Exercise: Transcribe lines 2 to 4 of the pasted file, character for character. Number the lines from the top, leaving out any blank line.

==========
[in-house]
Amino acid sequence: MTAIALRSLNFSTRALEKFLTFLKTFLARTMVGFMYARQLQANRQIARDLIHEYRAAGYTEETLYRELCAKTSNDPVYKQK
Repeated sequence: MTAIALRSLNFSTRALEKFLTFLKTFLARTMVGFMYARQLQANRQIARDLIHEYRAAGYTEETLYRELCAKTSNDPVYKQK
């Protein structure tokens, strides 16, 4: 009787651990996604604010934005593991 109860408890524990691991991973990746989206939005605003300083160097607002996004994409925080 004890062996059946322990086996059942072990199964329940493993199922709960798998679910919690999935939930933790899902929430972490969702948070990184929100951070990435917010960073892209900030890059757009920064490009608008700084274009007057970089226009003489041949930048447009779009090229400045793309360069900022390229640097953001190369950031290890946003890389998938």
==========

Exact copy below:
Amino acid sequence: MTAIALRSLNFSTRALEKFLTFLKTFLARTMVGFMYARQLQANRQIARDLIHEYRAAGYTEETLYRELCAKTSNDPVYKQK
Repeated sequence: MTAIALRSLNFSTRALEKFLTFLKTFLARTMVGFMYARQLQANRQIARDLIHEYRAAGYTEETLYRELCAKTSNDPVYKQK
């Protein structure tokens, strides 16, 4: 009787651990996604604010934005593991 109860408890524990691991991973990746989206939005605003300083160097607002996004994409925080 004890062996059946322990086996059942072990199964329940493993199922709960798998679910919690999935939930933790899902929430972490969702948070990184929100951070990435917010960073892209900030890059757009920064490009608008700084274009007057970089226009003489041949930048447009779009090229400045793309360069900022390229640097953001190369950031290890946003890389998938």